IT has changed dramatically over the past few years. Not too long ago, Information Technology departments were cost centers and its functions were limited to:

  • Capturing information
  • Reporting information
  • Administrative and desktop support

Nowadays, IT stands for “innovation technology” because it has become a strategic differentiator for businesses.

What this means is that successful LSPs are using their IT department as a core component of their services.

And this is true for companies of all sizes, not just major players with major budgets. Cloud systems have made it possible for companies to have access to sophisticated software that allows them to collaborate with their vendors, analyze their profitability, and refine their business-development processes. From sales to operations, IT has the ability to transform any department.

The Role of IT in Sales

Technology can allow sales reps to price their products and services more accurately.

IT is a tool to make sales reps more effective. When sales reps are connected to external streams of data, they’re able to better align their sales targets with the company’s strategic plan for growth. For example, if the target is within a trade lane that your company is strong in, it may be acceptable to offer a more competitive bid.

Technology can help carrier reps find qualified trucking vendors more easily and efficiently.

Imagine replacing 20 phone calls with a digital dashboard that you can access anywhere from any device. That system can potentially reduce work hours, improve accuracy, eliminate headaches — while providing better customer service. That’s not science fiction, that’s a reasonable request from your company’s technology resources.

So again, let’s look at the difference 20 years of technology makes:

Then: Sales and carrier reps call IT when their computer breaks or they need training on how to use a system they don’t really need or like.

Now: IT proactively implements systems that make sales and carrier reps’ jobs easier and more profitable. This creates a cycle of innovation that builds on itself, allowing rapid growth by enabling more wins for the sales department, as well as many other places.

This is the shift in technology that successful companies have embraced and used as a core resource to differentiate their services and improve workflows.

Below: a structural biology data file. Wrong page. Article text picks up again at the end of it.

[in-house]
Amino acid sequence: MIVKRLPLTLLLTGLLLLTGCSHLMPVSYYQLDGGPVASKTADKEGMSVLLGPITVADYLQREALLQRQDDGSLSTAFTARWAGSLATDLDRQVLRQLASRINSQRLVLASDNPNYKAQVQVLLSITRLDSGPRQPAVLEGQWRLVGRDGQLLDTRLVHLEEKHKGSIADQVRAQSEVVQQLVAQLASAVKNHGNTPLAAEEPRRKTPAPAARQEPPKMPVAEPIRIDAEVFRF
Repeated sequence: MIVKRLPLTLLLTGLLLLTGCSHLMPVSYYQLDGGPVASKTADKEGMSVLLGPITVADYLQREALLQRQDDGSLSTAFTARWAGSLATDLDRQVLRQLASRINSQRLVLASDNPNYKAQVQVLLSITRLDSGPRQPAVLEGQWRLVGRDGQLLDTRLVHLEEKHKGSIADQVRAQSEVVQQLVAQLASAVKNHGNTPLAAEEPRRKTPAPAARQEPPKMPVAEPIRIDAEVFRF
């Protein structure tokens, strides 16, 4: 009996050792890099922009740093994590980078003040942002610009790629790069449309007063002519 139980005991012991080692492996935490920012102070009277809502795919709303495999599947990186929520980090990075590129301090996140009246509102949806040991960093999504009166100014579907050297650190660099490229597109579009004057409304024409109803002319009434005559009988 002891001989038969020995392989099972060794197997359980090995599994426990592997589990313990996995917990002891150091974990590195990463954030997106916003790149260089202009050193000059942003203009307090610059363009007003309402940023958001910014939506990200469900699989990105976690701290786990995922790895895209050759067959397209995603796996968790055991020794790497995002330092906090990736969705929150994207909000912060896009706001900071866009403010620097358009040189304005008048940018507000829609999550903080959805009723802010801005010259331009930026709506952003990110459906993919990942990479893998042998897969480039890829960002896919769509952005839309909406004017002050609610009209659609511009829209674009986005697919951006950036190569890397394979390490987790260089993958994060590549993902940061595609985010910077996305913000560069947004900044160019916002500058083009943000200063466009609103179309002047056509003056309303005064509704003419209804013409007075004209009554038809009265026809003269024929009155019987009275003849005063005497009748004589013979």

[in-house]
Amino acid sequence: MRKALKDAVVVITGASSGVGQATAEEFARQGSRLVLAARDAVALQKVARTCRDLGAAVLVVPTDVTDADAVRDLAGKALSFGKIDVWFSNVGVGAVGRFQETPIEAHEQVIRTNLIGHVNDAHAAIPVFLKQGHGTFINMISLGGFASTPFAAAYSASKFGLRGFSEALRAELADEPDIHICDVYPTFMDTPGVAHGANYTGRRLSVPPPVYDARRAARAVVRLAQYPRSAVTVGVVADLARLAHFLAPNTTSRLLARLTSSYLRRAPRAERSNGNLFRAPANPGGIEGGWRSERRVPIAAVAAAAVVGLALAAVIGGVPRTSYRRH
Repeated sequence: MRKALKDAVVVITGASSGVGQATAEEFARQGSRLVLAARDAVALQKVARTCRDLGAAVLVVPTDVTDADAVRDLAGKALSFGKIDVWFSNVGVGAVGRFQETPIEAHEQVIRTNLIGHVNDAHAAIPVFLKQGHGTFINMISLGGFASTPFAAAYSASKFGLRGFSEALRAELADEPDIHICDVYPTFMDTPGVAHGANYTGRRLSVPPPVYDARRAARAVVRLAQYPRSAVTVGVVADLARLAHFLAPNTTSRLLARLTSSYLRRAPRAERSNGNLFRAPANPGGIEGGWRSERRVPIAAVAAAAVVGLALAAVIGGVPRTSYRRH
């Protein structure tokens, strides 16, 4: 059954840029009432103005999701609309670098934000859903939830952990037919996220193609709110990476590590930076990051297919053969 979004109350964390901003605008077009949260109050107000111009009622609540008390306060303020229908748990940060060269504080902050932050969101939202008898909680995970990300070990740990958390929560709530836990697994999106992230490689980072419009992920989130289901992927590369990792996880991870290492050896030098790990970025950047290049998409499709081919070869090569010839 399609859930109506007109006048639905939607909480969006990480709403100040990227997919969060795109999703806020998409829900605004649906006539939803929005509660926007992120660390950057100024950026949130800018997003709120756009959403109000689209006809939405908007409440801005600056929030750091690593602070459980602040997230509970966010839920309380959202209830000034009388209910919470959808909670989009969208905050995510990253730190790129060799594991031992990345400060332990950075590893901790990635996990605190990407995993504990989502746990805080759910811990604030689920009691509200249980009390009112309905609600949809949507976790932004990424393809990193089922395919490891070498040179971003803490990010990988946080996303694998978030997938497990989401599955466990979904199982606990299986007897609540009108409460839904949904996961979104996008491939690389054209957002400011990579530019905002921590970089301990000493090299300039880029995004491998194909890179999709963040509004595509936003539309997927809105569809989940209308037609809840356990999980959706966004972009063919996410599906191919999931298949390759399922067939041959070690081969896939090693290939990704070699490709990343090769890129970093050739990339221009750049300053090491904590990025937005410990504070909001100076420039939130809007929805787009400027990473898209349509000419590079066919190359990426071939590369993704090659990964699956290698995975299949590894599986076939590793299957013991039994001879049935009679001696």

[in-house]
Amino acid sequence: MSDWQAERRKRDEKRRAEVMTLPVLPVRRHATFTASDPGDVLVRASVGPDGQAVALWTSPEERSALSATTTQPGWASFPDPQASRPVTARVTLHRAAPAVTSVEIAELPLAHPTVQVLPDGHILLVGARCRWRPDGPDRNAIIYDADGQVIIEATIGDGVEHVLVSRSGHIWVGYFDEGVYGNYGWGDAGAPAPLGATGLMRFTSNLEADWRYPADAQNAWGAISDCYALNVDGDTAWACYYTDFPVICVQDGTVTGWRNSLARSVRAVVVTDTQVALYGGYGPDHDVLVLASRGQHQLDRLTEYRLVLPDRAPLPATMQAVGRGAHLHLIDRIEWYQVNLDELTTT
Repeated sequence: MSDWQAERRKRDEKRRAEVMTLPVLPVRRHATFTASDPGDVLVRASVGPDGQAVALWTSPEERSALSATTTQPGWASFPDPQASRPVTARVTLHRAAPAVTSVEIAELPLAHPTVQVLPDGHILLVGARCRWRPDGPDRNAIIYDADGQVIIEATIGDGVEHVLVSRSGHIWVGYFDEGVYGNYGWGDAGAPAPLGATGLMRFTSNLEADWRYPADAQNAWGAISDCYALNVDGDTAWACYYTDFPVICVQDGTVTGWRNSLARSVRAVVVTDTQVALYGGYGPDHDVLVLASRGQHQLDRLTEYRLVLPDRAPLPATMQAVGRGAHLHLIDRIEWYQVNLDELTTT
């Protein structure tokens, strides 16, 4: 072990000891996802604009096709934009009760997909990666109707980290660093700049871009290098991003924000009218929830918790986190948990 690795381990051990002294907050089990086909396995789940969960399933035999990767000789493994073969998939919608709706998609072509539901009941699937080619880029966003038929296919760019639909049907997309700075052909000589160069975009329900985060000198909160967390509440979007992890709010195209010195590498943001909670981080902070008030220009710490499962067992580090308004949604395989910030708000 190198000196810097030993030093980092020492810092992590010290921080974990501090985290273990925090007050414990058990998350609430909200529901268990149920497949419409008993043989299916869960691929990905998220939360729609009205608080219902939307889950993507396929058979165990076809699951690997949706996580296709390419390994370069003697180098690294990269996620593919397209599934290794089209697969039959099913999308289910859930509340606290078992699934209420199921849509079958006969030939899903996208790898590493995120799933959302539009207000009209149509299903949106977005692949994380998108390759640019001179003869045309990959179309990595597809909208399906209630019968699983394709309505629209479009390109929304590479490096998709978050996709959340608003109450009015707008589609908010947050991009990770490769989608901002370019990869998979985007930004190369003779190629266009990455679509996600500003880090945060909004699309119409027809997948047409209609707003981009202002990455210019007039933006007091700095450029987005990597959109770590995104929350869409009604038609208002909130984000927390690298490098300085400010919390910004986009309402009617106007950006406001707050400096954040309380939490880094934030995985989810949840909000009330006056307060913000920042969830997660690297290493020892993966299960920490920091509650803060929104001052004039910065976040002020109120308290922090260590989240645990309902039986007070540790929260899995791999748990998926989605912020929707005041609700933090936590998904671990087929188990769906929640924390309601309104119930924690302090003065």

What does business intelligence mean to a logistics services provider these days?

In plain English, how usable is your data? By looking at your data, can you answer all of these questions?

  • Where is the pricing? Where should I set a price?
  • What should I be willing to pay a carrier? Where do I find a carrier?
  • What are our processes for on-boarding carriers to make sure they are qualified to our standards?

Business intelligence ties all of that together with data that speaks. When those systems connect and allow you to see patterns and opportunities within the cycle, that’s when the magic happens.

The Role of IT in Customer Service

As we’ve written about before, customer service in the age of the real-time consumer is not a luxury for the transportation industry—it’s the bar, and that bar is set really high. Customers want it delivered fast, transparent, sustainable, and a whole list of other conveniences we didn’t even have just 10 years ago.

However, when you make the leap over that bar, that’s when your company stops being a commodity and starts being a valued service. At that point, you can stop having conversations about price and start having conversations about how you’re going to grow their business next quarter and become a truly valued business partner.

The closer you are to your customers and the more in-tune you are to their needs, the more you’ll be able to develop services that are perfect for their business (and potentially, somebody else’s business).

The way you differentiate your company and avoid the commoditization happening in the logistics industry today is to deliver better solutions than the other guy, not the same solutions at a lower price.

The Role of Technology in the Product Innovation Cycle

New product or service development is tricky. For the most part, there is no shortage of great ideas, so that’s not the problem. The problem is when people fall in love with their ideas and burn lots of cash trying to make something work that the market doesn’t need, or your firm doesn’t have the resources to produce.

What IT can do in this scenario is to create a process using data and metrics to benchmark the innovation cycle. This adds discipline and accountability because it’s just as important to know when a product isn’t working as when it is working wonders.

Failures are not a bad thing in innovation; in fact, you should expect them. The key differentiator is the ability to learn from them, to stop them if they get out of hand, or to re-direct. Additionally, when the process is standardized, it allows you to see what’s working with successful projects, and to allocate more resources to speed up or enhance the progress.

Lanetix has a feature called “Stage Gates” to help projects correct their course without burning too many resources chasing the wrong idea. If you’d like to hear more about how Lanetix provides technology solutions for all parts of a logistics service provider’s business, contact us for a demo.


Sean Fernandez is an independent consultant specializing in growth strategy and company turnarounds. His remarkable career in logistics spans more than 20 years, most recently as COO of XPO Logistics, where he grew the business from $180 million to over $2 billion in revenues through organic growth and acquisitions. His focus and direct oversight on information technology revolutionized the role of COO in logistics.